Wednesday, April 6, 2011

Dictionary anyone?

Welcome to Day 4 of the A to Z Blogging Challenge. Today's letter is D. If you read yesterday's post, then you know that I ended with "Yes, that lovely letter called D is dandy and D stands for much more than dictionary. I am sure I'll come up with something." Well, guess what, folks. After careful consideration I've decided on (drumroll, please) the dictionary. The best part is that dictionaries consist of something else that begins with D...definitions.

Some words can be difficult to define. Take the word beauty, for example. The first thought that comes to my mind is something that is aesthetically pleasing. Of course, if one doesn't understand what aesthetically means, this wording would not serve the purpose of definiton very well, would it? So I decided to search online. At I found this:

beauty [ˈbjuːtɪ]
n pl -ties
1. the combination of all the qualities of a person or thing that delight the senses and please the mind
2. a very attractive and well-formed girl or woman
3. Informal an outstanding example of its kind the horse is a beauty
4. Informal an advantageous feature one beauty of the job is the short hours
5. Informal, old-fashioned a light-hearted and affectionate term of address hello, my old beauty!

I could leave it at that, go on to explain the importance of the dictionary in learning language and in checking spelling. I could even give more examples if I wanted. But why bore you to death?. Instead, I would like to introduce you to another type of dictionary, one that will make things a bit more interesting. 

Have you ever heard of the Devil's Dictionary? It is a satirical lexicon written by Ambrose Bierce (1842-1913).  Originally published in 1906 as The Cynics Word Book, it was retitled in 1911.
A century later the unabridged version (which includes definitions not listed in shorter versions) still remains popular. 

For the sake of comparing apples with apples, this is how Bierce defines beauty.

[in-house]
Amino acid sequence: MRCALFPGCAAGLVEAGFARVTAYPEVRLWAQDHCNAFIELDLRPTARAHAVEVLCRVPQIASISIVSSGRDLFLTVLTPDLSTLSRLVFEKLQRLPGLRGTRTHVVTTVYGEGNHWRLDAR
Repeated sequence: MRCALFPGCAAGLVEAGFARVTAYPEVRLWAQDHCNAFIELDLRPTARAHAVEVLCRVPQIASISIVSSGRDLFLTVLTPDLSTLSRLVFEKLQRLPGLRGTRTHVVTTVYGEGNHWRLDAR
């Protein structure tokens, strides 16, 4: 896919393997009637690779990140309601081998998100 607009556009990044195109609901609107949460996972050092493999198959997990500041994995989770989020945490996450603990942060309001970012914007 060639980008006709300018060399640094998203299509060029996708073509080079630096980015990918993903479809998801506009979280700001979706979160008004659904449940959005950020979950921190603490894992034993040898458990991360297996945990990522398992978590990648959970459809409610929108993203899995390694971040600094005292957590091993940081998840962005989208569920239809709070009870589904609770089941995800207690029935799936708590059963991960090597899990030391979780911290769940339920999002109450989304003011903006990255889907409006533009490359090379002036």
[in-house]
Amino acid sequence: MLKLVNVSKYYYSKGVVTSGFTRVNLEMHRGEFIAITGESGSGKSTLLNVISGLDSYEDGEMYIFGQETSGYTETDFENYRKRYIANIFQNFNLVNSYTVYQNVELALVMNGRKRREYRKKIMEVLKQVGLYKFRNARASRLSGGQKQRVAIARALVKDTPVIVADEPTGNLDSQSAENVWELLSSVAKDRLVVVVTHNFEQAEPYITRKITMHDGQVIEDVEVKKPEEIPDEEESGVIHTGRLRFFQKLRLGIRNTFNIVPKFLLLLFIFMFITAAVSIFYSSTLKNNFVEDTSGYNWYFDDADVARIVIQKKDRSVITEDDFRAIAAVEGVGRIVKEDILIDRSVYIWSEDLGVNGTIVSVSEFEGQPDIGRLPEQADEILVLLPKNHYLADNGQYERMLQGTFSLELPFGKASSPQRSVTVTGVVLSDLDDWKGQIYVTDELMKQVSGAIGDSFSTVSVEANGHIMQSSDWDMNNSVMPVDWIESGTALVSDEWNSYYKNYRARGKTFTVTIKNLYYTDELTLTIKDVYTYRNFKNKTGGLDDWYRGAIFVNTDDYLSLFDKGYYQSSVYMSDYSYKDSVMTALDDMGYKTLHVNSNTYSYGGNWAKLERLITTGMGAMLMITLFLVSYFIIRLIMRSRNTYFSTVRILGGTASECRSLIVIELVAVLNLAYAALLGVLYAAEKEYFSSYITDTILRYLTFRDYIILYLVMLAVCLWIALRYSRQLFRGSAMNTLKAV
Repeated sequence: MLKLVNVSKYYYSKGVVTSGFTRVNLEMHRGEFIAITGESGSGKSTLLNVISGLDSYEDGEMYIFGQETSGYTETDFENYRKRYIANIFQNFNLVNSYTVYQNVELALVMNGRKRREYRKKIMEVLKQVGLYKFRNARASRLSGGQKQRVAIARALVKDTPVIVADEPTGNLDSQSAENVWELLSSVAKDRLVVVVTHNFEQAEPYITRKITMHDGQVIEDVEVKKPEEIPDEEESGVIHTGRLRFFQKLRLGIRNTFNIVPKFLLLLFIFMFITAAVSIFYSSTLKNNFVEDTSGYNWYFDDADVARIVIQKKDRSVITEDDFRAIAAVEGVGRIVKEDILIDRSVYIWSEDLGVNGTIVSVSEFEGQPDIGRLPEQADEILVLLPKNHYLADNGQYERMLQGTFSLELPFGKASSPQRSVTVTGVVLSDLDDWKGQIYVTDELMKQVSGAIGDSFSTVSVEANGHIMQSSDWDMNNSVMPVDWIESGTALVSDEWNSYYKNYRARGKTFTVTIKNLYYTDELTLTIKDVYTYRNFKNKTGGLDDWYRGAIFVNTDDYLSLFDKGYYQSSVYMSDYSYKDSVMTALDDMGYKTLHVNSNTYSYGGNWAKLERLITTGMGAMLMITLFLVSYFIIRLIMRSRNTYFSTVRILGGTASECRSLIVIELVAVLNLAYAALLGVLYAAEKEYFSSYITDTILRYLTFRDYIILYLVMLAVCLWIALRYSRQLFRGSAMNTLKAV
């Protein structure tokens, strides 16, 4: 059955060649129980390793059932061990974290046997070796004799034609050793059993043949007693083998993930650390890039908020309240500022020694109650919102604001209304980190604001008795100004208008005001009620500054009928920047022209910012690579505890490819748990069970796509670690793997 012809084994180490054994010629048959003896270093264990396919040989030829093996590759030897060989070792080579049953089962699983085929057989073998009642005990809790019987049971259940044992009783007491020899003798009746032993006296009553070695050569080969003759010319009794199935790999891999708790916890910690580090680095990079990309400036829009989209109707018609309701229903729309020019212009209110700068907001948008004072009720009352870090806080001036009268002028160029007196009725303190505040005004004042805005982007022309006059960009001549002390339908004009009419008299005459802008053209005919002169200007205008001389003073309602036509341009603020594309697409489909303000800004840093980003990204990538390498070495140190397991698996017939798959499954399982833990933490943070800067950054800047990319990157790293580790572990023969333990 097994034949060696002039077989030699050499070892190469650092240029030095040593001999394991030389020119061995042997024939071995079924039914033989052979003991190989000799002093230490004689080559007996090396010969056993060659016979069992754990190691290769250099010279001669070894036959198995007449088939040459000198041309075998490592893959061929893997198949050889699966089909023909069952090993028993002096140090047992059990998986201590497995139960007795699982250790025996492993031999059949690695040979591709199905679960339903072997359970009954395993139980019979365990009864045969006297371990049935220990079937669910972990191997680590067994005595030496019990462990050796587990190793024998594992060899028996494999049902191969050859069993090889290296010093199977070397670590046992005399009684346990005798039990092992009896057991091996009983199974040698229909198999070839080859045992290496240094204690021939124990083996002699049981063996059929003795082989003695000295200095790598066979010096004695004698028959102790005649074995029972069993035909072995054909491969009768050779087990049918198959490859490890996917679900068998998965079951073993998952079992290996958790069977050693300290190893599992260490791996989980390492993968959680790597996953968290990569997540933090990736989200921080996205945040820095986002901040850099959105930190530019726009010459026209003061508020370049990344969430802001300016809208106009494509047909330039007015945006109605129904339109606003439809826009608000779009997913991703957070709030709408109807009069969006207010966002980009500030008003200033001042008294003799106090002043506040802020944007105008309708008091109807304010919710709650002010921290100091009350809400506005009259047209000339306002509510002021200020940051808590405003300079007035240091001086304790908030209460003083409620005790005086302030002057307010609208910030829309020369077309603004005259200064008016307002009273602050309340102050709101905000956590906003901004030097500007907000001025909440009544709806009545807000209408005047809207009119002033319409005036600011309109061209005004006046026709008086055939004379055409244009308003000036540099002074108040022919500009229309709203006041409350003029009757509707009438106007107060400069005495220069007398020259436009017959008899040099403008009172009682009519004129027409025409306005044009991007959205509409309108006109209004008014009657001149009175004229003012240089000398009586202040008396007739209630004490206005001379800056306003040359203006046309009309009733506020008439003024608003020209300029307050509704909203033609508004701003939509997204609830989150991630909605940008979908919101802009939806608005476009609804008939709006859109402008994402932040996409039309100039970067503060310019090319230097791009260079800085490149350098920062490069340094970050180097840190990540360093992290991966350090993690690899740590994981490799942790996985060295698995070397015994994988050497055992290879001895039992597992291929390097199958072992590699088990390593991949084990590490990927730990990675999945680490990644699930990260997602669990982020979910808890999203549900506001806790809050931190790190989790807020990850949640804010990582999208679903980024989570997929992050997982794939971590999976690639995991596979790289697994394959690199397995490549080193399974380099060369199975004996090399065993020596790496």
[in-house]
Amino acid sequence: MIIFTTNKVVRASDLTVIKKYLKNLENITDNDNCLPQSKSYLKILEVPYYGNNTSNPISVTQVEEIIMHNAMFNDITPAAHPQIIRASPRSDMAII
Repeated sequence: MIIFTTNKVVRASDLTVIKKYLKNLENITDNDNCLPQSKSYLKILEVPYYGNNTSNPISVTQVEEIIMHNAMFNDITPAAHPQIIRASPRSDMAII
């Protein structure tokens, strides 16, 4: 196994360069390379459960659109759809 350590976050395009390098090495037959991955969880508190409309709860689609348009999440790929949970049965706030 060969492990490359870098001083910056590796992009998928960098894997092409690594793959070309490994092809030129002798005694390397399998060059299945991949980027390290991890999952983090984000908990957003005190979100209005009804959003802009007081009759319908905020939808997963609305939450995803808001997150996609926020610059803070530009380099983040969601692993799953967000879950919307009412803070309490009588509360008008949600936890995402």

Beauty, n: the power by which a woman charms a lover and terrifies a husband.

The definition is not as complete as our earlier example but certainly holds true.  How about a few more:

Coward: One who, in a perilous emergency, thinks with his legs.

Acquaintance. A person whom we know well enough to borrow from, but not well enough to lend to.
Sweater, n.: garment worn by child when its mother is feeling chilly.

Belladonna, n.: In Italian a beautiful lady; in English a deadly poison. A striking example of the essential identity of the two tongues.

And perhaps his most famous:

Love: A temporary insanity curable by marriage.

If you like these examples, why not visit your local library and borrow a copy or consider buying a copy here to keep at home. You never know when it might come in handy. Party hit a lull? Pull it off the shelf and start reading. Then just say a word and let people guess what the definition might be. Making up your own silly explanations can be loads of fun. If you'd like to start practicing, then stay tuned for tomorrow's post. We'll be exploring the letter E, and I will issue a challenge to all of you.

So, as Ernie and Bert sing...and now I'm dee-dee-dee DONE.

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